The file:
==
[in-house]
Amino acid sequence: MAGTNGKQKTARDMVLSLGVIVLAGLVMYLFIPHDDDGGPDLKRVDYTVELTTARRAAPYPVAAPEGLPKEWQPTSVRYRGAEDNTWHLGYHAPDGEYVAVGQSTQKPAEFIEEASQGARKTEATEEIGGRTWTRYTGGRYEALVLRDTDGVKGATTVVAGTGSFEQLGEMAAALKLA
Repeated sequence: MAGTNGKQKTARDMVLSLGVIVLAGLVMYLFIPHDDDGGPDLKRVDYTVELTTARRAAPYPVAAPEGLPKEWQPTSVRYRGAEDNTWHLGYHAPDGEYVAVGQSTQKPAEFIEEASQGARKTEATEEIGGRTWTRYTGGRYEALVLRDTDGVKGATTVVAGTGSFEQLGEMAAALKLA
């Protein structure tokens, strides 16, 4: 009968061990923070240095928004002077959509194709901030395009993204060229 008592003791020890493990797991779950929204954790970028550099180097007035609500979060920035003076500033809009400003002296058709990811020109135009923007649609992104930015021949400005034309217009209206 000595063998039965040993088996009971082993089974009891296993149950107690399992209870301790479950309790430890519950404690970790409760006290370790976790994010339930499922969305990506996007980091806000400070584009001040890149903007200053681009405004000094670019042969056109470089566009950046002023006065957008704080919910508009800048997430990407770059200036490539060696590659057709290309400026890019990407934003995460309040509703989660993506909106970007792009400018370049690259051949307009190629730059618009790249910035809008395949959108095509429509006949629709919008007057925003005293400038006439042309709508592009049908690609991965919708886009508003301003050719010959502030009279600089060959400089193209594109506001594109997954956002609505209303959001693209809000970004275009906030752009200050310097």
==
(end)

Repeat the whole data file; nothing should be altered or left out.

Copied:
[in-house]
Amino acid sequence: MAGTNGKQKTARDMVLSLGVIVLAGLVMYLFIPHDDDGGPDLKRVDYTVELTTARRAAPYPVAAPEGLPKEWQPTSVRYRGAEDNTWHLGYHAPDGEYVAVGQSTQKPAEFIEEASQGARKTEATEEIGGRTWTRYTGGRYEALVLRDTDGVKGATTVVAGTGSFEQLGEMAAALKLA
Repeated sequence: MAGTNGKQKTARDMVLSLGVIVLAGLVMYLFIPHDDDGGPDLKRVDYTVELTTARRAAPYPVAAPEGLPKEWQPTSVRYRGAEDNTWHLGYHAPDGEYVAVGQSTQKPAEFIEEASQGARKTEATEEIGGRTWTRYTGGRYEALVLRDTDGVKGATTVVAGTGSFEQLGEMAAALKLA
């Protein structure tokens, strides 16, 4: 009968061990923070240095928004002077959509194709901030395009993204060229 008592003791020890493990797991779950929204954790970028550099180097007035609500979060920035003076500033809009400003002296058709990811020109135009923007649609992104930015021949400005034309217009209206 000595063998039965040993088996009971082993089974009891296993149950107690399992209870301790479950309790430890519950404690970790409760006290370790976790994010339930499922969305990506996007980091806000400070584009001040890149903007200053681009405004000094670019042969056109470089566009950046002023006065957008704080919910508009800048997430990407770059200036490539060696590659057709290309400026890019990407934003995460309040509703989660993506909106970007792009400018370049690259051949307009190629730059618009790249910035809008395949959108095509429509006949629709919008007057925003005293400038006439042309709508592009049908690609991965919708886009508003301003050719010959502030009279600089060959400089193209594109506001594109997954956002609505209303959001693209809000970004275009906030752009200050310097």